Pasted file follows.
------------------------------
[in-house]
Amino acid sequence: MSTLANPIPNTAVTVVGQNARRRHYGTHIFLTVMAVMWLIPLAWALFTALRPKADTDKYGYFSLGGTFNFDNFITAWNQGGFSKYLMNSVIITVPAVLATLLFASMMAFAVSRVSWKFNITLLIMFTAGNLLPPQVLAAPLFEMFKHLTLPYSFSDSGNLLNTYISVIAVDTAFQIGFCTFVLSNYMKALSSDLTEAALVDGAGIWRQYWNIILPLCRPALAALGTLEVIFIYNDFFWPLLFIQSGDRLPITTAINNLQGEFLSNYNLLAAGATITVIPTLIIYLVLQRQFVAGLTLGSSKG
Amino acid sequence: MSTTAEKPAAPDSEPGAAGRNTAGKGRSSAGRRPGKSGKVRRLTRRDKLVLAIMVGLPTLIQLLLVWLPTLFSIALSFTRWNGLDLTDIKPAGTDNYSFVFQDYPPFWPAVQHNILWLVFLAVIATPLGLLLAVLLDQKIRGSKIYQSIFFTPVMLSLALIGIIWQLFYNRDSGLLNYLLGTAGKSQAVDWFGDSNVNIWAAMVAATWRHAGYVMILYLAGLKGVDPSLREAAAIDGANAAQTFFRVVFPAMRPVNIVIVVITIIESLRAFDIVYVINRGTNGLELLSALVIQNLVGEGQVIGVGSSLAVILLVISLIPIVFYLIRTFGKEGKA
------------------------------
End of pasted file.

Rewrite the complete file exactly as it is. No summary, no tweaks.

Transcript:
[in-house]
Amino acid sequence: MSTLANPIPNTAVTVVGQNARRRHYGTHIFLTVMAVMWLIPLAWALFTALRPKADTDKYGYFSLGGTFNFDNFITAWNQGGFSKYLMNSVIITVPAVLATLLFASMMAFAVSRVSWKFNITLLIMFTAGNLLPPQVLAAPLFEMFKHLTLPYSFSDSGNLLNTYISVIAVDTAFQIGFCTFVLSNYMKALSSDLTEAALVDGAGIWRQYWNIILPLCRPALAALGTLEVIFIYNDFFWPLLFIQSGDRLPITTAINNLQGEFLSNYNLLAAGATITVIPTLIIYLVLQRQFVAGLTLGSSKG
Amino acid sequence: MSTTAEKPAAPDSEPGAAGRNTAGKGRSSAGRRPGKSGKVRRLTRRDKLVLAIMVGLPTLIQLLLVWLPTLFSIALSFTRWNGLDLTDIKPAGTDNYSFVFQDYPPFWPAVQHNILWLVFLAVIATPLGLLLAVLLDQKIRGSKIYQSIFFTPVMLSLALIGIIWQLFYNRDSGLLNYLLGTAGKSQAVDWFGDSNVNIWAAMVAATWRHAGYVMILYLAGLKGVDPSLREAAAIDGANAAQTFFRVVFPAMRPVNIVIVVITIIESLRAFDIVYVINRGTNGLELLSALVIQNLVGEGQVIGVGSSLAVILLVISLIPIVFYLIRTFGKEGKA